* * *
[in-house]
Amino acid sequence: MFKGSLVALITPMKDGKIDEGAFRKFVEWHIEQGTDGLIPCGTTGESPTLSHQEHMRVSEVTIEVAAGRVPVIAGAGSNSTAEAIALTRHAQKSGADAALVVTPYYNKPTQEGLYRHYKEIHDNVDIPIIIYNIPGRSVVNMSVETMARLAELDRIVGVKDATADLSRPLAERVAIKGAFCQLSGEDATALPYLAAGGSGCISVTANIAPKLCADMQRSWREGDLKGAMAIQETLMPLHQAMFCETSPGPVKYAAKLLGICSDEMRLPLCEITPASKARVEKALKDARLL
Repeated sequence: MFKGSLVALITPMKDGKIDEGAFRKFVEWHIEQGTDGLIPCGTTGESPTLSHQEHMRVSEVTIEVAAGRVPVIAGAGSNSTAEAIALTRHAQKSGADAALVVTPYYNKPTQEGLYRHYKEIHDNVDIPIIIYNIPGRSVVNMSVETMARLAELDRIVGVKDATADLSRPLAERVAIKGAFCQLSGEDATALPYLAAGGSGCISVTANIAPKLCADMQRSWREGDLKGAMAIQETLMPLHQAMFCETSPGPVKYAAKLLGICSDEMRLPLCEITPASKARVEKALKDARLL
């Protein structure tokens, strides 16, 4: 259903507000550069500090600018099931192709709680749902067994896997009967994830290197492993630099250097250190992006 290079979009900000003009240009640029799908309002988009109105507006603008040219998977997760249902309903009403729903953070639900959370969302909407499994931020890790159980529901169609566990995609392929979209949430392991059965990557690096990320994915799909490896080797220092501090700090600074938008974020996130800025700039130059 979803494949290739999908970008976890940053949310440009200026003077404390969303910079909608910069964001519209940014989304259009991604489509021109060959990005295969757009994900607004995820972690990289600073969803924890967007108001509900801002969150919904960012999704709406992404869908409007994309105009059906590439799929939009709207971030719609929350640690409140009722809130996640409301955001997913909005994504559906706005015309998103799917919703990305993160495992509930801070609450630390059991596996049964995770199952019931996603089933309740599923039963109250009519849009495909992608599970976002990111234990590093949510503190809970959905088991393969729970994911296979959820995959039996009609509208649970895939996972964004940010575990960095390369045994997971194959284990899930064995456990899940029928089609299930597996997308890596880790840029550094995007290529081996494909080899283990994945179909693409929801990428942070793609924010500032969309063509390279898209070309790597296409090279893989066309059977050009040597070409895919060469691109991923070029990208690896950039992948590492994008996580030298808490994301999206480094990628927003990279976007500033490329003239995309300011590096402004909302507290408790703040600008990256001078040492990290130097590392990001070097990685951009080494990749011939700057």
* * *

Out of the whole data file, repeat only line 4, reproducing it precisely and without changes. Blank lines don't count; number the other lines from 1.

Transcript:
């Protein structure tokens, strides 16, 4: 259903507000550069500090600018099931192709709680749902067994896997009967994830290197492993630099250097250190992006 290079979009900000003009240009640029799908309002988009109105507006603008040219998977997760249902309903009403729903953070639900959370969302909407499994931020890790159980529901169609566990995609392929979209949430392991059965990557690096990320994915799909490896080797220092501090700090600074938008974020996130800025700039130059 979803494949290739999908970008976890940053949310440009200026003077404390969303910079909608910069964001519209940014989304259009991604489509021109060959990005295969757009994900607004995820972690990289600073969803924890967007108001509900801002969150919904960012999704709406992404869908409007994309105009059906590439799929939009709207971030719609929350640690409140009722809130996640409301955001997913909005994504559906706005015309998103799917919703990305993160495992509930801070609450630390059991596996049964995770199952019931996603089933309740599923039963109250009519849009495909992608599970976002990111234990590093949510503190809970959905088991393969729970994911296979959820995959039996009609509208649970895939996972964004940010575990960095390369045994997971194959284990899930064995456990899940029928089609299930597996997308890596880790840029550094995007290529081996494909080899283990994945179909693409929801990428942070793609924010500032969309063509390279898209070309790597296409090279893989066309059977050009040597070409895919060469691109991923070029990208690896950039992948590492994008996580030298808490994301999206480094990628927003990279976007500033490329003239995309300011590096402004909302507290408790703040600008990256001078040492990290130097590392990001070097990685951009080494990749011939700057």